Take the Monet and run?
A lot of critics are praising Midnight in Paris as a return to form for Woody Allen, but it’s hard for me to get behind that assessment. The new release, which I saw last week in New York, is a flight of fancy about an American who journeys back to the Paris of the 1920s. The film was enjoyable enough, but only reinforced in my mind how far Allen’s stature has fallen.
As with many, my entry point with Allen was first Annie Hall, a film I used to show to prospective girlfriends as sort of a test (this may partially explain why I am single), and then Manhattan. By those lights, Midnight in Paris is a minor work, a toss-off. From what I have read, Allen would likely disagree, but mainly because his view of his process, and of his films themselves, comes off as rather workmanlike.
Both of these films rely on the chemistry between Robert Mitchum and Jane Russell. Physically, they were larger, more exaggerated, more, er, robust, than any pair of actors on the screen at the time. Both conveyed a sense of insolence, even ambivalence to the proceedings at hand.
Macao is easily the more conventional of the two films–with a story that was designed to be out of your head a few minutes after you left the theater. Don’t take it from me. Take it from the New York Times’ famous grouch, Bosley Crowther, who wrote: “Macao a flimflam and no more—a flimflam designed for but one purpose and that is to mesh the two stars. The story itself is pedestrian—a routine and standardized account of a guy getting caught in the middle of a cops-and-robbers thing.” Sounds like just about every Ryan Reynolds/Sandra Bullock movie at the multiplex, right?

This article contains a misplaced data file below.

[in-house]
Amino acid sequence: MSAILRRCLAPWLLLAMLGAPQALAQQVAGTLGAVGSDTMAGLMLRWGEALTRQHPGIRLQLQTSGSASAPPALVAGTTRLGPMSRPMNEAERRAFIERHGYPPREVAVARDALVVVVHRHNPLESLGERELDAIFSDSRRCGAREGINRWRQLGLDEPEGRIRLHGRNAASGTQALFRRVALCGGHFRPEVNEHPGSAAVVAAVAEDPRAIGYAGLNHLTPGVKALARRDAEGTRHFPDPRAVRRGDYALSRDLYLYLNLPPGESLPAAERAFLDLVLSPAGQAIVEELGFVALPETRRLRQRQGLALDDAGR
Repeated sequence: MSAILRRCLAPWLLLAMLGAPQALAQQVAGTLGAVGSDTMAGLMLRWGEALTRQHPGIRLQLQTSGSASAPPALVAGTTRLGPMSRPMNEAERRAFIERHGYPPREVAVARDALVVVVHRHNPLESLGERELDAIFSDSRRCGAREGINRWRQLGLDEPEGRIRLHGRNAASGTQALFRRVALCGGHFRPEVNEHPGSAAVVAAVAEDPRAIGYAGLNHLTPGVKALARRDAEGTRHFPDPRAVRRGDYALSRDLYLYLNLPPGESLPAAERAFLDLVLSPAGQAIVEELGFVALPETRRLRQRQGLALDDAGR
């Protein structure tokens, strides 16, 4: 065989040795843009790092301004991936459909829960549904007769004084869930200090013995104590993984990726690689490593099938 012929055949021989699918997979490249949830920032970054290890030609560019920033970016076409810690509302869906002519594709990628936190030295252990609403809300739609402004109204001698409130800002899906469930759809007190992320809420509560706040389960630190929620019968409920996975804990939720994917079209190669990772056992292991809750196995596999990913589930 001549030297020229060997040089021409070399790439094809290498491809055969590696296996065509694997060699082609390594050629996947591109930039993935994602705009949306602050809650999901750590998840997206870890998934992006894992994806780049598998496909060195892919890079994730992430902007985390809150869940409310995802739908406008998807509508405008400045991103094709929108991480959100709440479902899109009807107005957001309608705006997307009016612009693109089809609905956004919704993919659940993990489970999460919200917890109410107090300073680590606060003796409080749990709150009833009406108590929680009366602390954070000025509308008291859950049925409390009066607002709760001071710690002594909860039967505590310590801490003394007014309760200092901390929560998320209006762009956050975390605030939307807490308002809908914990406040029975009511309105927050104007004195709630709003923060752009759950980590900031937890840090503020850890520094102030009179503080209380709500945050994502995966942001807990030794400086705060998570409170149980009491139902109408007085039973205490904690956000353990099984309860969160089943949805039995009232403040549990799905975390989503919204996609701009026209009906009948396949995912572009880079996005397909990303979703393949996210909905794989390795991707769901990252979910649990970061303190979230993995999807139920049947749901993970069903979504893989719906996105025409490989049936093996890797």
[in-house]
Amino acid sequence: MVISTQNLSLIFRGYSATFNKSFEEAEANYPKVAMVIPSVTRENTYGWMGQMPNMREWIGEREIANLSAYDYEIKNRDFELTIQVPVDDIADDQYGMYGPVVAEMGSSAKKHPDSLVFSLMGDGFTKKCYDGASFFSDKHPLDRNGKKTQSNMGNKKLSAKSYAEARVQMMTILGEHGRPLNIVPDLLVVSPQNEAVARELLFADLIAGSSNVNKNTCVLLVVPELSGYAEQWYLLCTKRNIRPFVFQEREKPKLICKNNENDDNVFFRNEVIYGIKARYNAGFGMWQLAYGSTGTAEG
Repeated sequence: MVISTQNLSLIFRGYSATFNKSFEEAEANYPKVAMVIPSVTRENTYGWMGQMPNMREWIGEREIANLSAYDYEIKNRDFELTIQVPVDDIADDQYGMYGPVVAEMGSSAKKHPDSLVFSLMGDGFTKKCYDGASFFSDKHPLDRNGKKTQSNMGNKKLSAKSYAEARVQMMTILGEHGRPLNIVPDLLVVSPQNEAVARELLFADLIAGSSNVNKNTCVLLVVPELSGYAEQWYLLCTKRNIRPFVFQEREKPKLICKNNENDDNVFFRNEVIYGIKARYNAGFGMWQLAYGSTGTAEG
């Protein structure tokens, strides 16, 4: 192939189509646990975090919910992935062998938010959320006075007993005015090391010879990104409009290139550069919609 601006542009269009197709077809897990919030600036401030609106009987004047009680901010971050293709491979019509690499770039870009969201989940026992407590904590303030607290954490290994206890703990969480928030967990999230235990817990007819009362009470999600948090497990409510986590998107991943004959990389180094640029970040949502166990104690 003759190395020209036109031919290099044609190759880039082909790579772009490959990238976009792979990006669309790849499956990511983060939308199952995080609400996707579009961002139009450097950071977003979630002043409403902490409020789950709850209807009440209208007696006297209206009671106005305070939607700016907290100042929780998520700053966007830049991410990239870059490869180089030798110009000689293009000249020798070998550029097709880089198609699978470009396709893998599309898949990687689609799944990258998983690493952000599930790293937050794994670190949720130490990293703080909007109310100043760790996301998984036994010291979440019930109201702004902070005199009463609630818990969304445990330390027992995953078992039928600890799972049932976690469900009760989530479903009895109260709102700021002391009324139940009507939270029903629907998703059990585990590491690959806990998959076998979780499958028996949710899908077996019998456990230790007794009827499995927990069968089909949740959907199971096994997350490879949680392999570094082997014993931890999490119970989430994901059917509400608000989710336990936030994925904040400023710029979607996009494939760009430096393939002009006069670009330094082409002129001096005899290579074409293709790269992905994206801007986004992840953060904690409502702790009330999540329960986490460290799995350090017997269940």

Like the fella says, in Italy for 30 years under the Borgias they had warfare, terror, murder, and bloodshed, but they produced Michelangelo, Leonardo da Vinci, and the Renaissance. In Switzerland they had brotherly love – they had 500 years of democracy and peace, and what did that produce? The cuckoo clock. So long Holly. — Harry Lime
The most famous quote from a film packed with good lines. Orson Welles’ entrance into the story is so well-known, so famous for perhaps being the most dramatic reveal in cinema, that it surprised me when I realized that his name is third-billed in the opening credits. These days, that would qualify as a spoiler alert, with every armchair analyst simply waiting for Welles to show up. But audiences 60 years ago weren’t as jaded, weren’t so adept at reverse-engineering movies.
Seeing it again (and appreciating it more than ever), I was struck by how ineffectual Joseph Cotton’s Holly Martins is. He doesn’t solve the mystery. He can’t win the girl. He’s a complete failure at the lecture he delivers. Moreover, Martins knows exactly who he is. He knows he’s a two-bit writer of “cheap novellas,” just as he knows, deep down, he can’t compete with Lime for the heart of Anna Schmidt.